Due to the severe recession, the fiscal deficit for January-November 2022 hit a record high (UAH 712 billion). It was attributable to revenue growing by 23.9% y/y (owing to external government assistance and support from international organizations; revenue growth excluding aid funds was 0.8% y/y after 11 months of 2022) and expenditures, which grew by 71.0% y/y in January-November 2022. The NBU estimates that the fiscal sector will end 2022 with a deficit of 25% of GDP.

Ukrainian banking sector

According to data from the NBU, the number of banks which engaged in operations in Ukraine dropped to 67 in 2022 (compared with 71 in 2021). At the initiative of the NBU, in order to maintain the continuity of critical financial infrastructure, in December 2022, 14 systemically important banks (including KREDOBANK S.A.) established the backbone of a common banking network, i.e. a network of branches scattered across the country, which will provide services to customers in a coordinated manner, including in the event of a power outage.

Total assets in the Ukrainian banking system in 2022 increased to UAH 2.35 trillion (eop) from UAH 2.05 trillion (at the end of 2021). Equity declined to UAH 218.5 billion from UAH 255.5 billion during the period, and accounted for 9.3% of total assets as at the end of 2022, compared to 12.4% as at the end of December 2021. Ukraine’s banking sector remains well capitalized (the sector’s capital adequacy ratio at 19.68% vs. 18.01% at the end of 2021 and a minimum of 10%). The first half of 2022 saw a decline in the ratio, but it began to improve in the second half of the year.

bln UAH
Value of total assets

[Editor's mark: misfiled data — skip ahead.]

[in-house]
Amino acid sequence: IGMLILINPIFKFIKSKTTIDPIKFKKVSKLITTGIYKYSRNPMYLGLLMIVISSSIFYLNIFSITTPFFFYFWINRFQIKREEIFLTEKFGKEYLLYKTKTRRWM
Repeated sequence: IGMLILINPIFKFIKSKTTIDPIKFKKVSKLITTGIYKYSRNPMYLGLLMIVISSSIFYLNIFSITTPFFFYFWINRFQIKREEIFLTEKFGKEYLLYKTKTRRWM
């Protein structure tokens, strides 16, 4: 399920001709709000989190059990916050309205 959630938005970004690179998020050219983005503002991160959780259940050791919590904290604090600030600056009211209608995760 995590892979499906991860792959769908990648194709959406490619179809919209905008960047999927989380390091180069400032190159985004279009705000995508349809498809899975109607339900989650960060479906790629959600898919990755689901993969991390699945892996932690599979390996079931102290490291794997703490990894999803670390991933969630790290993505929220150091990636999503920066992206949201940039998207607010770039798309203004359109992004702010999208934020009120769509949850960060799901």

mld UAH
Capital adequacy ratio

The volume of loans at the end of 2022 decreased by UAH 38.8 billion compared to the balance at the end of 2021 and stood at UAH 1,040.7 billion. The sources of the decline were loans to households (UAH -33.4 billion), while loans to private non-financial enterprises increased by UAH 10.5 billion. The biggest drops on monthly basis in the volume of loans were observed in February (UAH -40.3 billion) and in December (UAH -37.3 billion).

The volume of deposits was at the end of 2022 higher by UAH 391.3 billion as compared to the end of 2021, reaching UAH 1940.9 billion. In this period, deposits of private enterprises went up by UAH 79.9 billion, and deposits of households increased by UAH 264.8 billion. The volume of currency deposits increased in 2022 by UAH 197.0 billion (to UAH 683.9 billion) and in national currency by UAH 192.9 billion (to UAH 1,210.0 billion). The loan to deposit ratio declined to 53.6% in December 2022 from 69.7% at the end of 2021.

ROA (1.18% in 2022 vs. 4.09% in 2021) and ROE (10.33% in 2022 vs. 35.08% in 2021) declined, with both dropping below zero during the year and returning to positive levels from July.